>What we think we know about our code, and what our code looks like to others and a system are usually two different things. In many cases we think we have a great design, are following good coding practices. However the reality may be far different than we think. This is where tools like PMD, CheckStyle, and FindBugs come into play. They can knock that chip right off our shoulder, and reveal some cold hard facts.
I’ve recently enabled PMD’s DRY task and FindBugs in the WTP Source Editing’s continuous integration builds. The main reason is to improve the code that we have, and to try and head off any potential bugs before they get reported. All of these CI builds are run using the Athena Common Builder, and when the analysis is complete the Jobs will have report links like the following available (the necessary ant scripts have been contributed back to the Athena Common Builder proect):
The screen shot contains the results of the Psychopath XPath 2.0 bundle analysis. Not everything here is actually a bug, and many of the duplicate code warnings are generated by the Java Cup Parser that is used. So each team will have to decide if it is actually a bug or not. I was pleasantly surprised to see once we eliminate the generated code, that there are only a handful of Duplicate code warnings.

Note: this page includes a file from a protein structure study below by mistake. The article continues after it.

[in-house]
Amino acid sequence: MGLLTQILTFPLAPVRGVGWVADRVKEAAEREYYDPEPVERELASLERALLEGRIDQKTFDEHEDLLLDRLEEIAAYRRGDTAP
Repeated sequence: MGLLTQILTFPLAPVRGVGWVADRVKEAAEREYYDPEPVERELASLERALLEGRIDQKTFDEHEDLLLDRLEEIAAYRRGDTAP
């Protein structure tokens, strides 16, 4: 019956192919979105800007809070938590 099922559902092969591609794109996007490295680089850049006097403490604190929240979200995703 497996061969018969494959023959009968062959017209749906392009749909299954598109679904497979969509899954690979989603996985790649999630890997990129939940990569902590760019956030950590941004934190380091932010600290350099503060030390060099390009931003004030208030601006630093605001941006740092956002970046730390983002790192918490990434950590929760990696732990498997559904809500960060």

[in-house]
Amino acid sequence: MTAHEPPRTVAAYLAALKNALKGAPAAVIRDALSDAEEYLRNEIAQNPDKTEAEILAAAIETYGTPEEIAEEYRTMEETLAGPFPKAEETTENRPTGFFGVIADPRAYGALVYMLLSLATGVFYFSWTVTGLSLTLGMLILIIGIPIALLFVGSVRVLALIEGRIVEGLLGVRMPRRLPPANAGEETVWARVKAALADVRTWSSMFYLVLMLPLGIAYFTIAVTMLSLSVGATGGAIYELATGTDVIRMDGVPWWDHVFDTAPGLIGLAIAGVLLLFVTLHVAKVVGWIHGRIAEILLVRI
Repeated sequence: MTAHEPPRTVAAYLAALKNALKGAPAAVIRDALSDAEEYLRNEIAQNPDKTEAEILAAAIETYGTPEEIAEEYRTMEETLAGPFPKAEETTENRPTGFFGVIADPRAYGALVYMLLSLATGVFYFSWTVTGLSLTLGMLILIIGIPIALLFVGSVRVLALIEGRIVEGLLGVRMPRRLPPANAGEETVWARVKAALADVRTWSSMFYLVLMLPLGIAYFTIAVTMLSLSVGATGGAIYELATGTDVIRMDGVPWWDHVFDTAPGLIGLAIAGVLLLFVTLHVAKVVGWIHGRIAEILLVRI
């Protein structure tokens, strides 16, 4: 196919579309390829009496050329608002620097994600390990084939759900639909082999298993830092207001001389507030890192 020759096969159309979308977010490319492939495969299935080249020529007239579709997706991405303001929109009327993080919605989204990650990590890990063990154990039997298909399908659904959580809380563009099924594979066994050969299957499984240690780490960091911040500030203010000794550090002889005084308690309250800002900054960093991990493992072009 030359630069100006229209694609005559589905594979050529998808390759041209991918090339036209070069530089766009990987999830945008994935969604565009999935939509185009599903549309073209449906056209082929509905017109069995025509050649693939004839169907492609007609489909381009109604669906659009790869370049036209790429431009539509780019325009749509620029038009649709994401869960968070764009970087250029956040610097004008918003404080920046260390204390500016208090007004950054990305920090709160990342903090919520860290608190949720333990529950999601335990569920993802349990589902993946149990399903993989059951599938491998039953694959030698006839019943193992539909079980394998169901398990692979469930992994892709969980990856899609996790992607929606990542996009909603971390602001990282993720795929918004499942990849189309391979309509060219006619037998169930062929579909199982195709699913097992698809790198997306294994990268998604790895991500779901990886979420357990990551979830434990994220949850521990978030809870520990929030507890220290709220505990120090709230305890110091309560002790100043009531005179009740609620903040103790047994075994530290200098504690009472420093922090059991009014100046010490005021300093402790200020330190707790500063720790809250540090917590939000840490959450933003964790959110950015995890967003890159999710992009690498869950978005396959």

One thing to be careful of when adding FindBugs to your builds, is that it can take a while to run. This highly depends on how many bugs it finds, and how large your code base is. For the JSDT build, I had to limit this to just the jsdt.core bundle, otherwise the project analysis timed out. Some may want to do these analysis reports as separate jobs or include them in their longer running Integration builds. Personally I like them as part of the CI job, and it gives an added incentive to fix these issues.
If you are part of the Continuous Integration game on Hudson, the DRY and FindBugs plugins do contribute to that game. Fixing warnings and bugs reported here can give you some bonus points.
So if this can be beneficial, why don’t we do it or make it a requirement?
The main reason is time. It does take a bit to get these setup in the build. Its one of the reasons I contributed the Ant scripts I created back to Athena. To make it easier for others to reuse them and add the reports to their builds. I also think sometimes we are so concerned about adding that new feature, or hitting a particular milestone we don’t take the time to make sure the code we write is the best that it can be. This does tend to cause us problems later on. Having these reports as part of the build, makes sure they are always visible to adopters, and the community in general. It can help give more insight into the actual stability. It also gives a very easy entry point for somebody to provide a patch for code. See a problem from a FindBugs report that has not be addressed, fix it and supply a patch.
The state of the code is far different than we think without these reports.